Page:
The science refers to the diverse ways of incorporating biotechnology into the treatment of various health issues. One of the most optimistic prognoses on the application of biotechnology in the treatment of the HIV/AIDS is that the disease can be healed by 2020. The future of the HIV treatment has progressed so much further since the disease was first discovered. Thanks to the antiretroviral therapy, the goal of the HIV cure has become much closer to be cured.

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One of the most significant obstacles for curing the HIV is the lack of access to care among the different groups of the population. The figure frequently correlates with the social status of the individuals who have the HIV/AIDs and have barriers to accessing the medical care. It is without any doubts that Western countries should focus on the ethical and moral obligations of finding cures for the disease.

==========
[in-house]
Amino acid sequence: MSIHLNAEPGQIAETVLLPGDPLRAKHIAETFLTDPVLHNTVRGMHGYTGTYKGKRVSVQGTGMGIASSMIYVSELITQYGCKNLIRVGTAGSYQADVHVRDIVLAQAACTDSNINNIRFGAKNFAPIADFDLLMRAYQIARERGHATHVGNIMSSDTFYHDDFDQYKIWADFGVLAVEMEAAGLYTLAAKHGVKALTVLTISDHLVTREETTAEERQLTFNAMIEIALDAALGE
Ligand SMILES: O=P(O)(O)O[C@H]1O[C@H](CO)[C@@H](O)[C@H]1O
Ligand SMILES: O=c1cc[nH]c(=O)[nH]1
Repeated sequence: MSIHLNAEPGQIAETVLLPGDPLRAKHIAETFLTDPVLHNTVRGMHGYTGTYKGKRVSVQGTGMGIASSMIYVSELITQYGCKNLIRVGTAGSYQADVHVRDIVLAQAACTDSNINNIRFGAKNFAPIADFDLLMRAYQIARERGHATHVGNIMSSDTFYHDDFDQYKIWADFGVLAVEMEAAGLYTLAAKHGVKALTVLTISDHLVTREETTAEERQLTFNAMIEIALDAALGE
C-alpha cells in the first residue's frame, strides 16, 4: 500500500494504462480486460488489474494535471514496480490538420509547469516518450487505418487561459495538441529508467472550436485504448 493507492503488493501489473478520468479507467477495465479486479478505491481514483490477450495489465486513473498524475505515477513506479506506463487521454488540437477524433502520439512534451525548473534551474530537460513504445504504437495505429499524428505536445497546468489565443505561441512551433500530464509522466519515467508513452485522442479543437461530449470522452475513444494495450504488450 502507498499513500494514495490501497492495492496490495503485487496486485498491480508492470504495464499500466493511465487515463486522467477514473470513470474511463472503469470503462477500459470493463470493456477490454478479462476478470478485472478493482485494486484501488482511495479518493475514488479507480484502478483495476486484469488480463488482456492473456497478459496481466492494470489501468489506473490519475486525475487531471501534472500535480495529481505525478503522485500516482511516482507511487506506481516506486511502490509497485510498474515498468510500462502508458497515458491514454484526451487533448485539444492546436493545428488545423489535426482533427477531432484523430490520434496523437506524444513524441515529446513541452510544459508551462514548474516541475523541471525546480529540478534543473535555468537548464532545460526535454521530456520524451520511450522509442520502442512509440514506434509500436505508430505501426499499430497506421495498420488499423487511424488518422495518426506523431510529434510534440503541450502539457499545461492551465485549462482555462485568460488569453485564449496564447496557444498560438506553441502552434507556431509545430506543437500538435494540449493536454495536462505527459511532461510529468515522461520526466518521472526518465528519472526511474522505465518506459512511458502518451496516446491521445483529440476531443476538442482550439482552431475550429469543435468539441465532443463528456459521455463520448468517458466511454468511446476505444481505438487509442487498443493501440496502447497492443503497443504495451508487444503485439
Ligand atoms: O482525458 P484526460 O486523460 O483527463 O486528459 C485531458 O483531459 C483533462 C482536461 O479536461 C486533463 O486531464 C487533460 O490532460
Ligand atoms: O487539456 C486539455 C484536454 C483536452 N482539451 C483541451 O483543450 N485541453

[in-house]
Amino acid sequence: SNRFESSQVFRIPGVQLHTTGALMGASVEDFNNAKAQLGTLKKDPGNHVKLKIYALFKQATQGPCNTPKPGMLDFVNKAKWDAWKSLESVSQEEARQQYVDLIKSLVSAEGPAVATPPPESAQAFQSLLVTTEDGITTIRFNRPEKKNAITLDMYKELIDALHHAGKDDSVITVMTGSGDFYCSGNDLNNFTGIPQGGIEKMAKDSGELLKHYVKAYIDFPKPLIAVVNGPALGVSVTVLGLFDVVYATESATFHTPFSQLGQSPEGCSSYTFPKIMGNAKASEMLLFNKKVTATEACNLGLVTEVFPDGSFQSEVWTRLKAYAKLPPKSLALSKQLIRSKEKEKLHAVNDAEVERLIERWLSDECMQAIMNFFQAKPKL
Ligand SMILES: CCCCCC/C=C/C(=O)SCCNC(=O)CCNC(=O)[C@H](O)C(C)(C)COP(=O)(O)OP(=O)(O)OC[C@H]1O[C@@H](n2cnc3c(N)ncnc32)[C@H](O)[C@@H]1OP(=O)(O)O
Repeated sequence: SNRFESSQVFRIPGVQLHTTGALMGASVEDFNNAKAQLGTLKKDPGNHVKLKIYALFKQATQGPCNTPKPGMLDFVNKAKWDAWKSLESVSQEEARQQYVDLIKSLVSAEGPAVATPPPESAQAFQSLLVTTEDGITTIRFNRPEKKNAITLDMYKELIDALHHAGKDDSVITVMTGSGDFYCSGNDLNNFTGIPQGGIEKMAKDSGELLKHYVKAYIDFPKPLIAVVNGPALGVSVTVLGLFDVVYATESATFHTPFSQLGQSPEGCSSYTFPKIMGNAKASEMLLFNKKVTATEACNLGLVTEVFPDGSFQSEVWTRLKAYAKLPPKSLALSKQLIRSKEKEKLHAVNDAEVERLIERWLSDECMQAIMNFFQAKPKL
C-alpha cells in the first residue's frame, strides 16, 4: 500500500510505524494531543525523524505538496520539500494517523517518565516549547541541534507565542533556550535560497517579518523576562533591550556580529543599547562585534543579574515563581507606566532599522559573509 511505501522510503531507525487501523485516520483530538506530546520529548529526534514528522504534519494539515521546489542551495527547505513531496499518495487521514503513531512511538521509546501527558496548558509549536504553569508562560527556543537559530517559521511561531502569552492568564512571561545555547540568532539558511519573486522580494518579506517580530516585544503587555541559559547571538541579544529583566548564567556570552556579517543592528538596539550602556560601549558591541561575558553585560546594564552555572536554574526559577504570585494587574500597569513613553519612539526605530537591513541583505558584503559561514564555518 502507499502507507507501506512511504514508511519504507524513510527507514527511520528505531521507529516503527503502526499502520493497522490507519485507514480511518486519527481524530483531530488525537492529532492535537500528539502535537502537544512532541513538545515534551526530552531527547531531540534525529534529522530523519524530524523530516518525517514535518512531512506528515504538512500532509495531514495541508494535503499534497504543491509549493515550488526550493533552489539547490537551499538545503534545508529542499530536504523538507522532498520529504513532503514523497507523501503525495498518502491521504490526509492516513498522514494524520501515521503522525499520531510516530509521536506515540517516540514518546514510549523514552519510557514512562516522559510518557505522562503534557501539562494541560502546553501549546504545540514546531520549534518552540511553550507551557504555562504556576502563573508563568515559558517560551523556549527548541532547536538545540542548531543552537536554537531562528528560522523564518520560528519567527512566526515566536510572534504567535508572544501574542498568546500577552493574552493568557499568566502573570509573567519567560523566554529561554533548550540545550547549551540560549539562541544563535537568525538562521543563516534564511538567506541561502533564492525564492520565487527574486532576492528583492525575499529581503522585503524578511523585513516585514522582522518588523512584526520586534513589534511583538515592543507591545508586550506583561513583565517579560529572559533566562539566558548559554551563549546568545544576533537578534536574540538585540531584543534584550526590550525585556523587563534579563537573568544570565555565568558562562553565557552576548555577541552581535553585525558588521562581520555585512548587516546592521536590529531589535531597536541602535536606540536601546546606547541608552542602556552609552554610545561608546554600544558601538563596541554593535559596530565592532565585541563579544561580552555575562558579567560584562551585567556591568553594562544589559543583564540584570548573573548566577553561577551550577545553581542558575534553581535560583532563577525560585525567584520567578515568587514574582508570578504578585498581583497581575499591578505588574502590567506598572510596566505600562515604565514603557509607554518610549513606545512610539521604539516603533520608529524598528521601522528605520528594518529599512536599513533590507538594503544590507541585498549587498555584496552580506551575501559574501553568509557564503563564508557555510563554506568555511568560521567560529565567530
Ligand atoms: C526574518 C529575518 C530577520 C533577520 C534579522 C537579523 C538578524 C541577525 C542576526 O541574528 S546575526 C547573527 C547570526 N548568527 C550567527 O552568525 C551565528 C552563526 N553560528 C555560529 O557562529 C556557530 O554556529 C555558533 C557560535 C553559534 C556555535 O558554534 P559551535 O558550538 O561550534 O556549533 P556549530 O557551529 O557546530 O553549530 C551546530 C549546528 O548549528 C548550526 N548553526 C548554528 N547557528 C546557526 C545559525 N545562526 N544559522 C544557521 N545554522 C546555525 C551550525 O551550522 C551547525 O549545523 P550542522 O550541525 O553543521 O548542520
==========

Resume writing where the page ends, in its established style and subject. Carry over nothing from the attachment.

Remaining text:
Ethically, the cure should be universally applied in the same way in the Western countries and the under-developed countries. As Western nations possess more resources for researching those areas, they have an obligation for the knowledge sharing with other countries who face the low-education literacy in these diseases. In my view, there should not be a difference in approaching these diseases from the perspectives of the different countries. Notably, there must be a general commitment to fighting for the prevention of such diseases from spreading. Whichever country designs the medical treatment for HIV/AIDs, it should definitely take credit for the progress reached. However, finding the cure would be something done for the general good and will serve the overall humanity.

Thus, there is an obligation to proceed with the biotechnological search for curing such diseases as HIV/AIDs around different parts of the world. That way, the treatment will become more sustainable throughout the globe where it is most needed.